Mother is Tiff Stevenson’s observation of the many and varied forms that motherhood can take, her material existing in the venn diagram where motherhood and feminism interconnect. Stevenson is a mum, but not in the traditional sense. She has a stepson and a cat called Bumble, who is "a red pill MRA incel". And so, with her unique brand of slick, straight talking witticisms, she contemplates the ‘blended’ and ‘non bio’ forms of nurture and how societal attitudes shape these.
A delightfully necessary contemplation of how existing as a woman is an extreme sport
There’s a strong exploration throughout the show of the pro life movement, which is particularly relevant as Stevenson has become a major target for online trolls subsequent to her sharing experiences of having a termination at 17. She shines a spotlight on the american alt right, and how the US "is being run by people who think Roe vs Wade was a tennis match". We hear about Candice Owens and her vehement boycott protests of Stevenson’s shows, and take a whistle stop tour of other female agents of the patriarchy, like Arlene Stewart of the DUP.
Stevenson is unapologetically feminist, and although her material is poignantly dripping in pathos, it’s never sombre. Stevenson’s material oozes with humour, each well formed skit rendering us crippled with righteous indignation and laughter. Her quip on the mansplaining barista was effortlessly hilarious, and her parallel of a man wearing an expensive rolex on a night out both riotously funny, and dismally disturbing. Stevenson is the personification of utilising humour to make a point. Not to make it more palatable - Stevenson is unapologetic about her politics. But for those sitting on the political fence, her material is both appetising and relatable.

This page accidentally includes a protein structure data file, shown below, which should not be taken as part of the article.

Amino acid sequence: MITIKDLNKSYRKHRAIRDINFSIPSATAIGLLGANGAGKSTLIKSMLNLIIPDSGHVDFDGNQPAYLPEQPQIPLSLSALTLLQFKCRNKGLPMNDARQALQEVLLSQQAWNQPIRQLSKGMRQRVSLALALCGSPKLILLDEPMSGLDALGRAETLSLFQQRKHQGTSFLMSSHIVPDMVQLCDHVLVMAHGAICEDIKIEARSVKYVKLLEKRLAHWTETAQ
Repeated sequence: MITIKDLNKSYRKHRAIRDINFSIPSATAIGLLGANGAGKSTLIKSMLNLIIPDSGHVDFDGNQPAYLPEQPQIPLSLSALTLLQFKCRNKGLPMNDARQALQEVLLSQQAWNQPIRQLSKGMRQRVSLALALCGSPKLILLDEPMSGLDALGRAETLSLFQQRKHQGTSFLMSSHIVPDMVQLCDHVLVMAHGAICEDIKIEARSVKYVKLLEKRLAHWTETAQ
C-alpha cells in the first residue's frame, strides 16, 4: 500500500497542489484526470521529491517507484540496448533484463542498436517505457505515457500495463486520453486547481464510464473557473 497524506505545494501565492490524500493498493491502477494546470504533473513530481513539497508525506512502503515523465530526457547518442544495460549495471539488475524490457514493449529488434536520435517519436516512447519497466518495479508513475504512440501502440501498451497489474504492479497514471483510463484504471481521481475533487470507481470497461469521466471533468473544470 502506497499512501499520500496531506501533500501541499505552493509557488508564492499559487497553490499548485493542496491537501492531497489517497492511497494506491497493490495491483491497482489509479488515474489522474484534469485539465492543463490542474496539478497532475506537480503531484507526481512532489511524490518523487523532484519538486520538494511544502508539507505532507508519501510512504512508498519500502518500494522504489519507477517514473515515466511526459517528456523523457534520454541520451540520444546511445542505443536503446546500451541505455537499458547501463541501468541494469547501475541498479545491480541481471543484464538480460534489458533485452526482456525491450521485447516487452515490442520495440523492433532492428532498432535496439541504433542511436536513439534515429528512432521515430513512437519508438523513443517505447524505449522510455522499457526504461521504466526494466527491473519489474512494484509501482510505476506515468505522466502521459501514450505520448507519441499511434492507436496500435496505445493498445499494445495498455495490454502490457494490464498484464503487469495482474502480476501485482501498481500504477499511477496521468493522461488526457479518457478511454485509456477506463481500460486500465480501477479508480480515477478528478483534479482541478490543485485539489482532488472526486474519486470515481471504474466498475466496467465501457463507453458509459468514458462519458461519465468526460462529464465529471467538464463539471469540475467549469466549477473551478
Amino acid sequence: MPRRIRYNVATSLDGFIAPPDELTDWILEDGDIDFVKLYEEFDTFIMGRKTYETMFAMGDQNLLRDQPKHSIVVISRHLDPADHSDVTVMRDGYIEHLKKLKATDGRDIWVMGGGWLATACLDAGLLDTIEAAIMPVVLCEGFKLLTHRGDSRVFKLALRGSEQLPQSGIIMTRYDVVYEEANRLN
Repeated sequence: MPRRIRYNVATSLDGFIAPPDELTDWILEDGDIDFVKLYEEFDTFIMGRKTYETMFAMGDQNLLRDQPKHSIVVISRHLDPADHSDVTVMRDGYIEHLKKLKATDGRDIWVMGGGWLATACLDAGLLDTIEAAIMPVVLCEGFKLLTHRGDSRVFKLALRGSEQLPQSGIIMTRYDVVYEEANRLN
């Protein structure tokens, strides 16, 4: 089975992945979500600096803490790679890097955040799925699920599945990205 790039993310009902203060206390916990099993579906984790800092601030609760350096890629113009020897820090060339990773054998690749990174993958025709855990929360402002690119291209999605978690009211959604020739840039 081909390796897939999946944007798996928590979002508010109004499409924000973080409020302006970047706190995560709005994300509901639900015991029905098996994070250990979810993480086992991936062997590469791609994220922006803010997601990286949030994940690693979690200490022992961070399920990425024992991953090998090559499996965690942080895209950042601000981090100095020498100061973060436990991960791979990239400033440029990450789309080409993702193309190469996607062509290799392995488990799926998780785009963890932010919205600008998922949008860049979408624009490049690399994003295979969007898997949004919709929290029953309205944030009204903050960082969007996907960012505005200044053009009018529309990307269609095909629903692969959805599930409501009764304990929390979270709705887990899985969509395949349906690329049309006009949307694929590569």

Stevenson digs deep and no ground is spared, as she confides how horny she gets watching clips of men coming round from general anaesthetic. She’s addicted to the vulnerability, as she reasons that when you strip away toxic masculinity with the anaesthetic meds, it’s evident that men hate themselves as much as women do – a stance which mental health statistics would reinforce.
Mother is a delightfully necessary contemplation of how existing as a woman is an extreme sport. Stevenson also considers American attitudes to celebrity success, and how these can provide a mechanism for upward mobility that the UK has lost sight of. She poses a curiosity about how far she’d have gotten in life with Joanna Lumley’s voice as opposed to her own broad vernacular, a stark consideration most class conscious women will have sheepishly pondered. This is an hour of intelligent commentary into how not being everything you thought you would be, can lead to you becoming so much more.